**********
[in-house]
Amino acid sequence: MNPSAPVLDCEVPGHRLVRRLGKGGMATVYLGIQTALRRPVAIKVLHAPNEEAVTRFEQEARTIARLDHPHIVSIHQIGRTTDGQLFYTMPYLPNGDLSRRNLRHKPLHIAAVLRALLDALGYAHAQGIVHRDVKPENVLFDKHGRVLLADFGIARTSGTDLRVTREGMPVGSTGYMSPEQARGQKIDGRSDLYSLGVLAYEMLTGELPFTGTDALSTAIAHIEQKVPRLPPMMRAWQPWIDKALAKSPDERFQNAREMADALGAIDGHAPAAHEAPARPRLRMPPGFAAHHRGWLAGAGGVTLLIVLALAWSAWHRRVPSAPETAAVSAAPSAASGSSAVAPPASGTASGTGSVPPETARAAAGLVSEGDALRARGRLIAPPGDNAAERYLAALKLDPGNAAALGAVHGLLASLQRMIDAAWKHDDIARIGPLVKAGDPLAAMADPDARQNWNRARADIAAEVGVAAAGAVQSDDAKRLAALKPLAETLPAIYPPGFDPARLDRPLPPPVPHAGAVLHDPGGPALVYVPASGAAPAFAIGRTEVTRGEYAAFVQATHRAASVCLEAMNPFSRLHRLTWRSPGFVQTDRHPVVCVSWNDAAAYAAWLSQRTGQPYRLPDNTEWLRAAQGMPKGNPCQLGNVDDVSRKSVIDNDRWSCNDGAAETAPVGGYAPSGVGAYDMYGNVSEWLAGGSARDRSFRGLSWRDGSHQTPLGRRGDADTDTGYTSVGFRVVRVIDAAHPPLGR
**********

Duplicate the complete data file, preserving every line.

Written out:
[in-house]
Amino acid sequence: MNPSAPVLDCEVPGHRLVRRLGKGGMATVYLGIQTALRRPVAIKVLHAPNEEAVTRFEQEARTIARLDHPHIVSIHQIGRTTDGQLFYTMPYLPNGDLSRRNLRHKPLHIAAVLRALLDALGYAHAQGIVHRDVKPENVLFDKHGRVLLADFGIARTSGTDLRVTREGMPVGSTGYMSPEQARGQKIDGRSDLYSLGVLAYEMLTGELPFTGTDALSTAIAHIEQKVPRLPPMMRAWQPWIDKALAKSPDERFQNAREMADALGAIDGHAPAAHEAPARPRLRMPPGFAAHHRGWLAGAGGVTLLIVLALAWSAWHRRVPSAPETAAVSAAPSAASGSSAVAPPASGTASGTGSVPPETARAAAGLVSEGDALRARGRLIAPPGDNAAERYLAALKLDPGNAAALGAVHGLLASLQRMIDAAWKHDDIARIGPLVKAGDPLAAMADPDARQNWNRARADIAAEVGVAAAGAVQSDDAKRLAALKPLAETLPAIYPPGFDPARLDRPLPPPVPHAGAVLHDPGGPALVYVPASGAAPAFAIGRTEVTRGEYAAFVQATHRAASVCLEAMNPFSRLHRLTWRSPGFVQTDRHPVVCVSWNDAAAYAAWLSQRTGQPYRLPDNTEWLRAAQGMPKGNPCQLGNVDDVSRKSVIDNDRWSCNDGAAETAPVGGYAPSGVGAYDMYGNVSEWLAGGSARDRSFRGLSWRDGSHQTPLGRRGDADTDTGYTSVGFRVVRVIDAAHPPLGR